03.11.2015 1

Reining in NLRB hurts administrative state

By Robert Romano

downwiththenlrbIn December, the National Labor Relations Board (NLRB) issued controversial new regulations on union representation elections, significantly reducing the period between the filing of a petition and a union election occurring.

Through shortened election periods, the agency is limiting the time an employer has to communicate with his or her employees about the implications of unionizing the firm. That will increase the odds that unions win these representation elections to about 89 percent, a recent estimate by the Labor Relations Institute found.

It is just the latest salvo by the agency, established in the 1935 National Labor Relations Act.

The purpose of the board was to help facilitate the unionization of employers, with the agency acting as a supposedly “neutral” arbiter.  In reality, Congress created an entity to act as prosecutor, judge, and jury in disputes against employers by labor unions.

These quasi-judicial proceedings have the same effect as a regulation, said Americans for Limited Government Foundation President Nathan Mehrens, an expert on the National Labor Relations Board.

“The NLRB regulates in one of two ways. It either writes new regulations, or it adjudicates cases between employers and unions,” Mehrens explained.

Recent power grabs by the board via the quasi-judicial proceedings have inspired Rep. Austin Scott (R-Ga.) and Sen. Mike Lee (R-Utah) to separately offer legislation that would remove all judicial powers from the agency, sending all disputes arising under U.S. labor law to federal courts.

Both Scott and Lee are anticipated to resubmit the legislation again, but with an additional feature. This time, Scott and Lee will also take away the agency’s powers to write regulations with the exception of mere internal rules governing the board’s functioning.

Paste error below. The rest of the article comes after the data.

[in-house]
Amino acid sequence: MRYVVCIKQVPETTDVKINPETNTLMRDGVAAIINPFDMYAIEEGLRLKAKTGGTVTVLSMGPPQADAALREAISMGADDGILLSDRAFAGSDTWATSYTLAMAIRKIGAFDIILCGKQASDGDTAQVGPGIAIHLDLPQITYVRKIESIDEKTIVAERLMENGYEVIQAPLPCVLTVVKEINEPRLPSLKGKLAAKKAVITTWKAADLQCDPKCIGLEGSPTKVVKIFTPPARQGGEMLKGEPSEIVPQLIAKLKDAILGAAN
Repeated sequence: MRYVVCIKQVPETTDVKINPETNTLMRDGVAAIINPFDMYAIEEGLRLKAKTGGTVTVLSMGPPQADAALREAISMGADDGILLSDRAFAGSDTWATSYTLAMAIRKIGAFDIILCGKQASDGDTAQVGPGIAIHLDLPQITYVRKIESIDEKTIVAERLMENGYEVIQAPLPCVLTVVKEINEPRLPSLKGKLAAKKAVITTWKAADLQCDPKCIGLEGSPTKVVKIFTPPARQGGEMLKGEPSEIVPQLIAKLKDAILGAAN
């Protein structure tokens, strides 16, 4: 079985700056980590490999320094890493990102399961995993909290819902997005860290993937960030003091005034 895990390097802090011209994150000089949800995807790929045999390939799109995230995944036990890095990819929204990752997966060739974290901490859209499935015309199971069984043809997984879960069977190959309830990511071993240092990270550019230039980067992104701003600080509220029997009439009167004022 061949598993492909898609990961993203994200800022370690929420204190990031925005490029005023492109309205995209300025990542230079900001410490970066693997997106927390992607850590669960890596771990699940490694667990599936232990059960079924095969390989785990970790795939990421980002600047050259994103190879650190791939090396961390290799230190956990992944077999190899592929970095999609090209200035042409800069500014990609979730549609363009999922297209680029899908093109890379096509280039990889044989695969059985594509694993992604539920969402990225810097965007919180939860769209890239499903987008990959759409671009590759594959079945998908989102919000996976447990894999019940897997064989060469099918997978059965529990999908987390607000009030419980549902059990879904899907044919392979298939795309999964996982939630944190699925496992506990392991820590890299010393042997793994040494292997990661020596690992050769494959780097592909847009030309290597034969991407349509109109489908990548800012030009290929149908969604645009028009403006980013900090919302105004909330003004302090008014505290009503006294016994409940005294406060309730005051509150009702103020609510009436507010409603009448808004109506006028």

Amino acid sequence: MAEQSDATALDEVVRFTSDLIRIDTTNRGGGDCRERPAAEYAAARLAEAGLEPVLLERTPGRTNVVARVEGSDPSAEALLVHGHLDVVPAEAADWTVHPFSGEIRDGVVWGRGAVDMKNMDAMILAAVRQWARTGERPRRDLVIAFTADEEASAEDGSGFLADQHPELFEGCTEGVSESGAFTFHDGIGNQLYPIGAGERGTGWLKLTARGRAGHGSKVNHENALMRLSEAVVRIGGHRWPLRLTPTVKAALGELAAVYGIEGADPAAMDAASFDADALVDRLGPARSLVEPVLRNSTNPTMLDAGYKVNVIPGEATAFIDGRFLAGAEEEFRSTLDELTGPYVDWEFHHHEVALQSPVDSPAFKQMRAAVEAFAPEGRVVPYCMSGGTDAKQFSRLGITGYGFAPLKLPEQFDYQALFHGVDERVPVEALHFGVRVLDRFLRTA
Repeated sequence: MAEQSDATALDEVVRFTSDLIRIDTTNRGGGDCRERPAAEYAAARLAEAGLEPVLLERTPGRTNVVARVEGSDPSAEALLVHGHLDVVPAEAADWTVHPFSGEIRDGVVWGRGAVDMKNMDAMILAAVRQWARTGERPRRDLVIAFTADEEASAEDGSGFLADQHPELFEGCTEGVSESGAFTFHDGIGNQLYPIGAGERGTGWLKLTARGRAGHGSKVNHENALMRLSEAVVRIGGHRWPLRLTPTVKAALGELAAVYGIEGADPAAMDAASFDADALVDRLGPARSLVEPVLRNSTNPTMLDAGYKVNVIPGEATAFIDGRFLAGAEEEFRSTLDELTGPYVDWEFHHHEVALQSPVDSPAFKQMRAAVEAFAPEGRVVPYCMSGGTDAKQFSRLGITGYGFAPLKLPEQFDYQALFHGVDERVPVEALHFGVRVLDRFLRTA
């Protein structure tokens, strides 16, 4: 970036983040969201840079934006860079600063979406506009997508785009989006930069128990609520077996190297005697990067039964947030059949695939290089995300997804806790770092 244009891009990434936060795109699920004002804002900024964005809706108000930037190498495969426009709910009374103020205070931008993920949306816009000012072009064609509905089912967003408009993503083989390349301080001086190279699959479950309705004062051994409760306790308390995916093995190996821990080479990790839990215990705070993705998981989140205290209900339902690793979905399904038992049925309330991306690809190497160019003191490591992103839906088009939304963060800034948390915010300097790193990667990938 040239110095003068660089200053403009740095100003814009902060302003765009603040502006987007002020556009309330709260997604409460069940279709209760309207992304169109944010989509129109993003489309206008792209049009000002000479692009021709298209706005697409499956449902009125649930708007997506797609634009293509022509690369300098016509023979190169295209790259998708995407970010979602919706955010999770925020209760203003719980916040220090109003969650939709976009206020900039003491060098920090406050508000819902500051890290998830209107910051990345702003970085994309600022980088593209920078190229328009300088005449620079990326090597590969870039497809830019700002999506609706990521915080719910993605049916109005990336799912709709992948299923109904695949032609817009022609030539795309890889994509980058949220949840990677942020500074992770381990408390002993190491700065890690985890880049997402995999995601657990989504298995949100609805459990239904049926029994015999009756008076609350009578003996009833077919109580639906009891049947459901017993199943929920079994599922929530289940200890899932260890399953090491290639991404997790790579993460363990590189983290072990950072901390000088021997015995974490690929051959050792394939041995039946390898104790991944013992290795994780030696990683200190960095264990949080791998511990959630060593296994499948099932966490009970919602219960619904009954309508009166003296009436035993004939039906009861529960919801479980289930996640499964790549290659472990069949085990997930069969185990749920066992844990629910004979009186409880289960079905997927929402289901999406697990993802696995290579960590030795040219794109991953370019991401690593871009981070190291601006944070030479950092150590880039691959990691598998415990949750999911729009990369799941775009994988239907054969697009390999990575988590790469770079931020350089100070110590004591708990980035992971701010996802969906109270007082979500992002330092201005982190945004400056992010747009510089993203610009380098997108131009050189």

The addition is necessary, Mehrens said, to prevent the agency from getting around the prohibition on deciding cases by simply issuing more rulemakings like the quickie election rule.

In fact, depending on the composition of the political appointees of the Board — comprised of up to five members all chosen by the President, subject to Senate confirmation — individual decisions can favor either unions or employers.

Two decisions by the Board in 2011 — Lamons Gasket Co. and UGL-UNICCO Service Company — actually overturned decisions that were made when the Bush Administration was responsible for the agency’s composition.  Those decisions in turn had overturned Johnson and Clinton Administration agency rulings, respectively.

Perhaps that is why 55 percent of respondents in a 2011 survey conducted by the polling company™, inc./WomanTrend on behalf of Americans for Limited Government thought it was a bad idea that the Board “is governed by five political appointees whose terms last four years.”

After all, the board’s rulemakings are quite inconsistent.

Under Rep. Scott and Sen. Lee’s proposed bills though, that would change. Federal courts would then be responsible for hearing these types of cases.

And it will be hard for the agency to issue contradictory rules every few years when its power to issue rules has been eviscerated. What’s not to like?

Robert Romano is the senior editor of Americans for Limited Government.

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